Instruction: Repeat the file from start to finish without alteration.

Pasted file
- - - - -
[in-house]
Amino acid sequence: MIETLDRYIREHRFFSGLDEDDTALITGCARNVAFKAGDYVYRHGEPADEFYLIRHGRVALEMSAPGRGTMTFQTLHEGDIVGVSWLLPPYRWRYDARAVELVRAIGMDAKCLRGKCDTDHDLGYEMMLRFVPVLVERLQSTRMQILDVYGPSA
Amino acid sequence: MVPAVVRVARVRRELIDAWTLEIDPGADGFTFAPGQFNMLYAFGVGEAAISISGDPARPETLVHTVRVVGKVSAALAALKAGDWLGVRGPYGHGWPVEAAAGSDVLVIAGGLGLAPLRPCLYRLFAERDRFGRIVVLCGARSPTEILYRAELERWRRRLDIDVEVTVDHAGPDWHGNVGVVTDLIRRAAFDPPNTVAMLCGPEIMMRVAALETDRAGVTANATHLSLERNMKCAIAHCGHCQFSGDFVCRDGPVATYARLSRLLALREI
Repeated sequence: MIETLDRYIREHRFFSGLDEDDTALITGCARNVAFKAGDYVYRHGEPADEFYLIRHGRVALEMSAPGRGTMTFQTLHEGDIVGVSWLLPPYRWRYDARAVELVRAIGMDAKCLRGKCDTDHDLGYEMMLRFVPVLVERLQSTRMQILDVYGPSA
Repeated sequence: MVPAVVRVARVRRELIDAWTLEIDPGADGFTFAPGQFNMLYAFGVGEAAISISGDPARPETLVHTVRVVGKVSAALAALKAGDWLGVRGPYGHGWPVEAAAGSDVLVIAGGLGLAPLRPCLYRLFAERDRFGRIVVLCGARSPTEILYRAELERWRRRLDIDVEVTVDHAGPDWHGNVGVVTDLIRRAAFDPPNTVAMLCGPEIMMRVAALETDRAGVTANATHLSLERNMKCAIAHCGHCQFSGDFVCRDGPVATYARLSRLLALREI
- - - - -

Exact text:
[in-house]
Amino acid sequence: MIETLDRYIREHRFFSGLDEDDTALITGCARNVAFKAGDYVYRHGEPADEFYLIRHGRVALEMSAPGRGTMTFQTLHEGDIVGVSWLLPPYRWRYDARAVELVRAIGMDAKCLRGKCDTDHDLGYEMMLRFVPVLVERLQSTRMQILDVYGPSA
Amino acid sequence: MVPAVVRVARVRRELIDAWTLEIDPGADGFTFAPGQFNMLYAFGVGEAAISISGDPARPETLVHTVRVVGKVSAALAALKAGDWLGVRGPYGHGWPVEAAAGSDVLVIAGGLGLAPLRPCLYRLFAERDRFGRIVVLCGARSPTEILYRAELERWRRRLDIDVEVTVDHAGPDWHGNVGVVTDLIRRAAFDPPNTVAMLCGPEIMMRVAALETDRAGVTANATHLSLERNMKCAIAHCGHCQFSGDFVCRDGPVATYARLSRLLALREI
Repeated sequence: MIETLDRYIREHRFFSGLDEDDTALITGCARNVAFKAGDYVYRHGEPADEFYLIRHGRVALEMSAPGRGTMTFQTLHEGDIVGVSWLLPPYRWRYDARAVELVRAIGMDAKCLRGKCDTDHDLGYEMMLRFVPVLVERLQSTRMQILDVYGPSA
Repeated sequence: MVPAVVRVARVRRELIDAWTLEIDPGADGFTFAPGQFNMLYAFGVGEAAISISGDPARPETLVHTVRVVGKVSAALAALKAGDWLGVRGPYGHGWPVEAAAGSDVLVIAGGLGLAPLRPCLYRLFAERDRFGRIVVLCGARSPTEILYRAELERWRRRLDIDVEVTVDHAGPDWHGNVGVVTDLIRRAAFDPPNTVAMLCGPEIMMRVAALETDRAGVTANATHLSLERNMKCAIAHCGHCQFSGDFVCRDGPVATYARLSRLLALREI